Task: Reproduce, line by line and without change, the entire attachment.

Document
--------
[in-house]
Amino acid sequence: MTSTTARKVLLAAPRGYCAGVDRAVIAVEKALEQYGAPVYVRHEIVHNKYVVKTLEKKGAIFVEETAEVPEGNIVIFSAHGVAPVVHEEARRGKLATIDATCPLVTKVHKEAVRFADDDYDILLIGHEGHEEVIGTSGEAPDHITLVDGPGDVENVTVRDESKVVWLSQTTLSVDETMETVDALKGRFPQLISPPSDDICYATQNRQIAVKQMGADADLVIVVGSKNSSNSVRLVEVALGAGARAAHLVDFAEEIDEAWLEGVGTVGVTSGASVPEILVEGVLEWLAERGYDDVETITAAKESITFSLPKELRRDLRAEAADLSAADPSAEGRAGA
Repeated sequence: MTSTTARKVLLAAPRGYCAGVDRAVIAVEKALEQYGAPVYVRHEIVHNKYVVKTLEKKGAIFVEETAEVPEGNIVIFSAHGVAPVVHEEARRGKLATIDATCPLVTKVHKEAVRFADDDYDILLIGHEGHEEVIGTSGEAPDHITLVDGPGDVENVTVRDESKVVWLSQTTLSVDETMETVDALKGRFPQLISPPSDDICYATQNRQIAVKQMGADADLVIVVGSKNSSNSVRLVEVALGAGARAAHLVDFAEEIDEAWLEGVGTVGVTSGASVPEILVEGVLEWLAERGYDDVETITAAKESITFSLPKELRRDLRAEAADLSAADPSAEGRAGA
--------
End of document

[in-house]
Amino acid sequence: MTSTTARKVLLAAPRGYCAGVDRAVIAVEKALEQYGAPVYVRHEIVHNKYVVKTLEKKGAIFVEETAEVPEGNIVIFSAHGVAPVVHEEARRGKLATIDATCPLVTKVHKEAVRFADDDYDILLIGHEGHEEVIGTSGEAPDHITLVDGPGDVENVTVRDESKVVWLSQTTLSVDETMETVDALKGRFPQLISPPSDDICYATQNRQIAVKQMGADADLVIVVGSKNSSNSVRLVEVALGAGARAAHLVDFAEEIDEAWLEGVGTVGVTSGASVPEILVEGVLEWLAERGYDDVETITAAKESITFSLPKELRRDLRAEAADLSAADPSAEGRAGA
Repeated sequence: MTSTTARKVLLAAPRGYCAGVDRAVIAVEKALEQYGAPVYVRHEIVHNKYVVKTLEKKGAIFVEETAEVPEGNIVIFSAHGVAPVVHEEARRGKLATIDATCPLVTKVHKEAVRFADDDYDILLIGHEGHEEVIGTSGEAPDHITLVDGPGDVENVTVRDESKVVWLSQTTLSVDETMETVDALKGRFPQLISPPSDDICYATQNRQIAVKQMGADADLVIVVGSKNSSNSVRLVEVALGAGARAAHLVDFAEEIDEAWLEGVGTVGVTSGASVPEILVEGVLEWLAERGYDDVETITAAKESITFSLPKELRRDLRAEAADLSAADPSAEGRAGA